I see students writing, sharing, bringing their notebooks outside with them, coming to class with ideas to write about. I see students who truly believe they are authors who have something to share with the published authors they read. When you walk into a classroom where this is going on you can see the WOW!
Marelina Colacci, Resource Teacher
The writer’s workshop is an approach in which students take on the role of writers/producers and spend most of their time engaged in the act of writing or producing a text. They write for real purposes about things that matter to them. Through writing workshop the classroom becomes a community of writers where students share and read each other’s work and offer suggestions and support. Teachers who use a writer’s workshop model in their classrooms realize its potential to both motivate writers and develop competency.
When students are being asked to take on the role of real writers, they need to understand the the importance of the reading/writing connection. The reading/writing connection is the fundamental core of writer’s workshop. In order to write, you have to read. When students are engaged in writing their own texts, they begin to read as writers looking to discover how other authors craft their texts. How can I make my reader care? What literary techniques will make my writing more interesting? How can I show rather than tell? What makes a piece of nonfiction come alive? When young writers think about ways to improve their own writing as they are reading published authors, they are learning to become better writers.
Through exposure to a wide variety of texts and well-planned mini-lessons, students explore the ways writers craft their texts. Students read like writers and write like readers.
Immersion into text is the foundation of the production process by providing students with opportunities to explore and analyze a variety of text types, genres and purposes for writing in addition to the investigation of the styles and techniques of favourite authors that allows students to experiment with these in their own writing.
Along with immersion into test, the writer’s workshop has a specific framework that allows time for teacher mini-lessons and modeling of process, as well as independent writing time and time for conferencing, feedback and sharing.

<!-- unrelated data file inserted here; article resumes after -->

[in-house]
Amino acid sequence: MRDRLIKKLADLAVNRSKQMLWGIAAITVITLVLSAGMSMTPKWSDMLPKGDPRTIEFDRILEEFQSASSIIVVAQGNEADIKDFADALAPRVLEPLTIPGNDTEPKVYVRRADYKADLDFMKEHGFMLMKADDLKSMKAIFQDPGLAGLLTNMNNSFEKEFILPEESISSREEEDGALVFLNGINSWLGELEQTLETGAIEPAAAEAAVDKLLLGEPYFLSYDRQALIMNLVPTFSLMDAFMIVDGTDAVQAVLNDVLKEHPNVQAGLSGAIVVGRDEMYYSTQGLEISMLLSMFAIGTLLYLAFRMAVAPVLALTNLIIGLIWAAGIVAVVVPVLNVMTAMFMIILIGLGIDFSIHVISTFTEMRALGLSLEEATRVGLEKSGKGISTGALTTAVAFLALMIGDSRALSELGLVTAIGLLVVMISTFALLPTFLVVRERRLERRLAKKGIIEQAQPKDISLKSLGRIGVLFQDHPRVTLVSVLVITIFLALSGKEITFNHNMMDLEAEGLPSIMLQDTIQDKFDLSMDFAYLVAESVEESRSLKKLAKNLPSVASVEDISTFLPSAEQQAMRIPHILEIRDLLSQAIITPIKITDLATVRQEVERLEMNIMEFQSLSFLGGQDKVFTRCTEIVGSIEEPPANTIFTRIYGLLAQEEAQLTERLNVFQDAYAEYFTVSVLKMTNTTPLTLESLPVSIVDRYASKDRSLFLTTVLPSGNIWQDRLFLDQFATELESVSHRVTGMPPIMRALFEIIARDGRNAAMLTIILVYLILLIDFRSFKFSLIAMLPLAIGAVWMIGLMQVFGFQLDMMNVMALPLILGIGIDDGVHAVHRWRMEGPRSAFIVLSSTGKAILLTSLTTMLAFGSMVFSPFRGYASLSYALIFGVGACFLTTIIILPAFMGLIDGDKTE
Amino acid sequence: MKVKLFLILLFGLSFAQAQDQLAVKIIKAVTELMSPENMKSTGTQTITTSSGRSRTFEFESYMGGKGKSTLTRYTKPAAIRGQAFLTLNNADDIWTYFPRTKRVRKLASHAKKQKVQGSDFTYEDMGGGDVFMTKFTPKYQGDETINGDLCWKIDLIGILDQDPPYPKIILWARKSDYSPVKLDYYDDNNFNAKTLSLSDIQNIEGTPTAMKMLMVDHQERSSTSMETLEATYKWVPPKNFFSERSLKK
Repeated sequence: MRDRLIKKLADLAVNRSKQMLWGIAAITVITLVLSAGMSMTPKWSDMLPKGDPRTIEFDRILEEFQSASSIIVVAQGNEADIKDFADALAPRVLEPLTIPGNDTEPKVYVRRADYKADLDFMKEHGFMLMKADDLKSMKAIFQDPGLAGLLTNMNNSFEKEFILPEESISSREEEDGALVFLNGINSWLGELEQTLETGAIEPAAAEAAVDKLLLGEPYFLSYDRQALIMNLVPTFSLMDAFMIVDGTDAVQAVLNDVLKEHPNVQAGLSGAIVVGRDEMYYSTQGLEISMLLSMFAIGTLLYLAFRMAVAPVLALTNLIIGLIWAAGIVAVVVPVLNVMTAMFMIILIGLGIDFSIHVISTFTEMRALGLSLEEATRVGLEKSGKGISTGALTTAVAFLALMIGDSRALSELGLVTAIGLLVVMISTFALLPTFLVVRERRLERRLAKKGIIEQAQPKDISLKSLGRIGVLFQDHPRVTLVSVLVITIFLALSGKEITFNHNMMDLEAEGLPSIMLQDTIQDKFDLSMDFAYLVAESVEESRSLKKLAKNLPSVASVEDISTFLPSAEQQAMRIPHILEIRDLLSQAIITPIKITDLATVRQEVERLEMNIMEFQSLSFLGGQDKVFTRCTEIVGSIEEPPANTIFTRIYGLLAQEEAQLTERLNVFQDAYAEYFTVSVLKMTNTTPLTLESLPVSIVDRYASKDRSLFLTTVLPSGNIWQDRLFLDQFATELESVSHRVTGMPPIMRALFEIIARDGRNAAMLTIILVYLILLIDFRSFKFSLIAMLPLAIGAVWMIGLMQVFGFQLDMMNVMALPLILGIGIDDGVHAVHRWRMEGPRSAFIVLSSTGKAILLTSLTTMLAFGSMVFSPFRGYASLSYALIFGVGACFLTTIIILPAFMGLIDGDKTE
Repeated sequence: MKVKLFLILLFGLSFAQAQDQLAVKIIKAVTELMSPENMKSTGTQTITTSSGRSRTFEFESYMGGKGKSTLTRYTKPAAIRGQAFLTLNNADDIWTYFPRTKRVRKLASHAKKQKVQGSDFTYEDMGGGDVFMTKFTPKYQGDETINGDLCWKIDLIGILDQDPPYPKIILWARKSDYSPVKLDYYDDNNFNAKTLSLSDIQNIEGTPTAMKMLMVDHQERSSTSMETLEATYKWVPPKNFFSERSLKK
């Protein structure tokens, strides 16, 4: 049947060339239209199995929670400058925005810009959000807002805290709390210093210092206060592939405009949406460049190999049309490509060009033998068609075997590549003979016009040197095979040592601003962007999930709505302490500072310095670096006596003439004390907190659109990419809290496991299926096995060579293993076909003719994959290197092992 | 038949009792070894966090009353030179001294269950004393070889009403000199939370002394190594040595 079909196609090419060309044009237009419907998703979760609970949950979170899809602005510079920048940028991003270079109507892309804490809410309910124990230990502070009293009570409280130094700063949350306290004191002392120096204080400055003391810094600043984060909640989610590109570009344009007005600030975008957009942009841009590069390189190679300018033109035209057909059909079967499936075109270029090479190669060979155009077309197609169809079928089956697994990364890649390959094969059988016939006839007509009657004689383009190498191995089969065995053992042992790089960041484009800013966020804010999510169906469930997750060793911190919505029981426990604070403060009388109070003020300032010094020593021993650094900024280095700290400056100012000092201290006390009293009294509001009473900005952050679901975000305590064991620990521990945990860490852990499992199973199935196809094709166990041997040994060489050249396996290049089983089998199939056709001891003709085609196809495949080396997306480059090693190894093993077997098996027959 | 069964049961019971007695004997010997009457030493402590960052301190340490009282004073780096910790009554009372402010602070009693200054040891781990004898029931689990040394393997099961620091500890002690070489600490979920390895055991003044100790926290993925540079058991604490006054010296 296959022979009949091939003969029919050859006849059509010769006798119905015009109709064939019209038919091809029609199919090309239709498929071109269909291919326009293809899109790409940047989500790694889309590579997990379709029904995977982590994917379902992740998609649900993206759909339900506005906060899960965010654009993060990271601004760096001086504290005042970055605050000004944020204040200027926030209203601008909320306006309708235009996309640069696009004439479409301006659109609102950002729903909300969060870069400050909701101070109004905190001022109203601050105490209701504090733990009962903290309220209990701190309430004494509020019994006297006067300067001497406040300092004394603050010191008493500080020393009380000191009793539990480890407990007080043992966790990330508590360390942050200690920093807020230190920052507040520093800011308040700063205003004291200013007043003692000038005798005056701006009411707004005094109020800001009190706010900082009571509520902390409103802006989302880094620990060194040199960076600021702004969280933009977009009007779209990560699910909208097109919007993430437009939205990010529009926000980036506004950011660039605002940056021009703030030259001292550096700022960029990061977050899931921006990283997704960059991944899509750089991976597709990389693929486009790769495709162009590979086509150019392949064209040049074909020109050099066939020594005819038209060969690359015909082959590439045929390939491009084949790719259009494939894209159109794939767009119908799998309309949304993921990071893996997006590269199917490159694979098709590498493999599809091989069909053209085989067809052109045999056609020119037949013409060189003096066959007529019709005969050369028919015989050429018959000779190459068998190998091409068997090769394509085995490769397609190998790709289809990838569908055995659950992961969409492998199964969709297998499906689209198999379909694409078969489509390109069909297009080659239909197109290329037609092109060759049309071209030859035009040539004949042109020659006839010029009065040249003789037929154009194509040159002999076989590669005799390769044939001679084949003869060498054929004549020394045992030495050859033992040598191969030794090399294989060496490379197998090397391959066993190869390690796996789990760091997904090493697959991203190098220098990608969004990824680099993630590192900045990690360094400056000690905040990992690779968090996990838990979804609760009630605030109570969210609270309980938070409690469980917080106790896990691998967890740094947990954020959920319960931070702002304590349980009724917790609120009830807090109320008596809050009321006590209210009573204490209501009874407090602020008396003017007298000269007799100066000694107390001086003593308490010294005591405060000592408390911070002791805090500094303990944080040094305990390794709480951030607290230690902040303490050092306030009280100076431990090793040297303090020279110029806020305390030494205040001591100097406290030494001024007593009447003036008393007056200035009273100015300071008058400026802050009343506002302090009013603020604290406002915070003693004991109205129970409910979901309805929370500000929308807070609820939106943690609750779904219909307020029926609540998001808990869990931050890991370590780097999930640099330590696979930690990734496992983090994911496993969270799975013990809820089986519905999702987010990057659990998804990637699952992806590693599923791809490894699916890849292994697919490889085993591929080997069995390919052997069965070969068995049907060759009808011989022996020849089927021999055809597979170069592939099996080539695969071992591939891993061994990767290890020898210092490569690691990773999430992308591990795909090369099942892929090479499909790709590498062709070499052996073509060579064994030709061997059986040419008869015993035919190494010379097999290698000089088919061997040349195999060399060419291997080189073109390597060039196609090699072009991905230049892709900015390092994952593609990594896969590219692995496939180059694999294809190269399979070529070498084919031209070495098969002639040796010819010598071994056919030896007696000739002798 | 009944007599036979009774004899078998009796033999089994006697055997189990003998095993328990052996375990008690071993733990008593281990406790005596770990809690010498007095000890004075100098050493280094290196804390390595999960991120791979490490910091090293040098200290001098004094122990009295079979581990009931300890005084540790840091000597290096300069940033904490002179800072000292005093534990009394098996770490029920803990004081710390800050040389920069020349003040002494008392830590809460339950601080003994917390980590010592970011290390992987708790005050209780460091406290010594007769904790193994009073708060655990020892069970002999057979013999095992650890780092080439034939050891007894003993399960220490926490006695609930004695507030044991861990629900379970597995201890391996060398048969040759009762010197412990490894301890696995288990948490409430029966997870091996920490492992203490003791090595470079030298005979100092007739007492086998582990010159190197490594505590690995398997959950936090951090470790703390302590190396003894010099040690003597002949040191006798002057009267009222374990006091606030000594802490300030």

FRAMEWORK FOR WRITER'S WORKSHOP
Writer’s workshop usually follows a predictable framework which includes the following components.
Mini lessons are short (5-10 minutes) teaching times that take place at the start of writer’s workshop. The mini lesson usually deals with a specific aspect of writing or writer’s workshop related to the needs of the students. Mini lessons usually fall into the following categories:
procedures for writer’s workshop
qualities of good writing, e.g. vivid mental images, voice, focus
strategies and processes that writers need to develop a piece of writing through all stages of the writing process.
structures and features of texts
Read more about mini lessons here.
Independent writing follows the mini lesson and provides an extended period of time for students to write.
Students are encouraged to choose their own topics and text types for a variety of authentic purposes.
Students use the writing process, moving back and forth through different stages of the process at their own pace. It is not unusual to find some students drafting ideas in a writer’s notebook while others are publishing a finished piece.
Conferencing is done during independent writing.
Students seek feedback from peers. It is important to teach students how to peer conference so that it will be a positive and effective part of writer’s workshop.
Teachers find ways to conference with individual students or small groups. Sometimes this takes the form of a quick mini-conference as teachers move around the room. Other times the conference is a more in-depth look at a piece of writing.
Read more about conferencing here.
Sharing often takes place during the last 5 or 10 minutes of the workshop.
It is an essential part of writer’s workshop.
The act of sharing adds encouragement and motivation to keep writing.
Students have opportunities to share a piece of writing, talk about strategies they found helpful, or read an idea for writing from their writer’s notebook
During sharing the students help each other make their writing better. They get feedback that provides ideas for revision and begin to understand the importance of considering their reader or audience.
We want students to see themselves as writers. And writers want to be published. Therefore it is important to find ways to publish student writing. Whether student’s are creating their own hand-written books, or using technology to create more sophisticated texts, the publishing process is a powerful motivator.